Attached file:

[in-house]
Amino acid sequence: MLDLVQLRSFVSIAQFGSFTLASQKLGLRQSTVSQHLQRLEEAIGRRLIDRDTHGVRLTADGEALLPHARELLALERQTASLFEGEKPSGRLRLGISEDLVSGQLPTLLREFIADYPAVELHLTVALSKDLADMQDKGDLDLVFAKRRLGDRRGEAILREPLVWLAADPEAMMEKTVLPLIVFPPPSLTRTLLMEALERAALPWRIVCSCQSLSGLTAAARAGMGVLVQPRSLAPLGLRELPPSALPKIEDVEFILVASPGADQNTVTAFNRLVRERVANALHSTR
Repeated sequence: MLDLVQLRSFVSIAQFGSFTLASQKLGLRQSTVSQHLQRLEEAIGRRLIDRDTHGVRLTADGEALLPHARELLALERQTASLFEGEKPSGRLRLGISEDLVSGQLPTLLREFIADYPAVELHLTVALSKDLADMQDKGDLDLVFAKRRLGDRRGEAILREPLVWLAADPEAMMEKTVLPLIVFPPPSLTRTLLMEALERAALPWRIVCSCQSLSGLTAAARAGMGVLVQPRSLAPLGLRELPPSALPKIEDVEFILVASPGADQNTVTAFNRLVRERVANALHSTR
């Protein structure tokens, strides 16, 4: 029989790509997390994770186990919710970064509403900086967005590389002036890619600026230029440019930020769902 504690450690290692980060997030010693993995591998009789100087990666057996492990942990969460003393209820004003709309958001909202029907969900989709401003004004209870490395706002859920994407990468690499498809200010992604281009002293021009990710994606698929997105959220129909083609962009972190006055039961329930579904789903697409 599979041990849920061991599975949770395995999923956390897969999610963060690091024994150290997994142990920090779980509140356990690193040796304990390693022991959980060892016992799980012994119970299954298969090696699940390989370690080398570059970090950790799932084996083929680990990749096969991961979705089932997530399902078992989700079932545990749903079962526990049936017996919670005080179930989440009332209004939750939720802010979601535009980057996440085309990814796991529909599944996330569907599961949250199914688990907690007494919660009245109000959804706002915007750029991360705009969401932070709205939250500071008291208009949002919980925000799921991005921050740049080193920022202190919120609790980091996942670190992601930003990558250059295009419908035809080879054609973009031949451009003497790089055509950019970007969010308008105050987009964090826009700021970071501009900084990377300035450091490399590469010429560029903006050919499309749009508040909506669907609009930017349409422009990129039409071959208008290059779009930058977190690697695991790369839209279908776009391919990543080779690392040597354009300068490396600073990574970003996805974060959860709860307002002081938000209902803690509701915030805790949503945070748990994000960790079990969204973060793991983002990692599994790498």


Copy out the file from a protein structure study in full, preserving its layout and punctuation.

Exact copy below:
[in-house]
Amino acid sequence: MLDLVQLRSFVSIAQFGSFTLASQKLGLRQSTVSQHLQRLEEAIGRRLIDRDTHGVRLTADGEALLPHARELLALERQTASLFEGEKPSGRLRLGISEDLVSGQLPTLLREFIADYPAVELHLTVALSKDLADMQDKGDLDLVFAKRRLGDRRGEAILREPLVWLAADPEAMMEKTVLPLIVFPPPSLTRTLLMEALERAALPWRIVCSCQSLSGLTAAARAGMGVLVQPRSLAPLGLRELPPSALPKIEDVEFILVASPGADQNTVTAFNRLVRERVANALHSTR
Repeated sequence: MLDLVQLRSFVSIAQFGSFTLASQKLGLRQSTVSQHLQRLEEAIGRRLIDRDTHGVRLTADGEALLPHARELLALERQTASLFEGEKPSGRLRLGISEDLVSGQLPTLLREFIADYPAVELHLTVALSKDLADMQDKGDLDLVFAKRRLGDRRGEAILREPLVWLAADPEAMMEKTVLPLIVFPPPSLTRTLLMEALERAALPWRIVCSCQSLSGLTAAARAGMGVLVQPRSLAPLGLRELPPSALPKIEDVEFILVASPGADQNTVTAFNRLVRERVANALHSTR
């Protein structure tokens, strides 16, 4: 029989790509997390994770186990919710970064509403900086967005590389002036890619600026230029440019930020769902 504690450690290692980060997030010693993995591998009789100087990666057996492990942990969460003393209820004003709309958001909202029907969900989709401003004004209870490395706002859920994407990468690499498809200010992604281009002293021009990710994606698929997105959220129909083609962009972190006055039961329930579904789903697409 599979041990849920061991599975949770395995999923956390897969999610963060690091024994150290997994142990920090779980509140356990690193040796304990390693022991959980060892016992799980012994119970299954298969090696699940390989370690080398570059970090950790799932084996083929680990990749096969991961979705089932997530399902078992989700079932545990749903079962526990049936017996919670005080179930989440009332209004939750939720802010979601535009980057996440085309990814796991529909599944996330569907599961949250199914688990907690007494919660009245109000959804706002915007750029991360705009969401932070709205939250500071008291208009949002919980925000799921991005921050740049080193920022202190919120609790980091996942670190992601930003990558250059295009419908035809080879054609973009031949451009003497790089055509950019970007969010308008105050987009964090826009700021970071501009900084990377300035450091490399590469010429560029903006050919499309749009508040909506669907609009930017349409422009990129039409071959208008290059779009930058977190690697695991790369839209279908776009391919990543080779690392040597354009300068490396600073990574970003996805974060959860709860307002002081938000209902803690509701915030805790949503945070748990994000960790079990969204973060793991983002990692599994790498």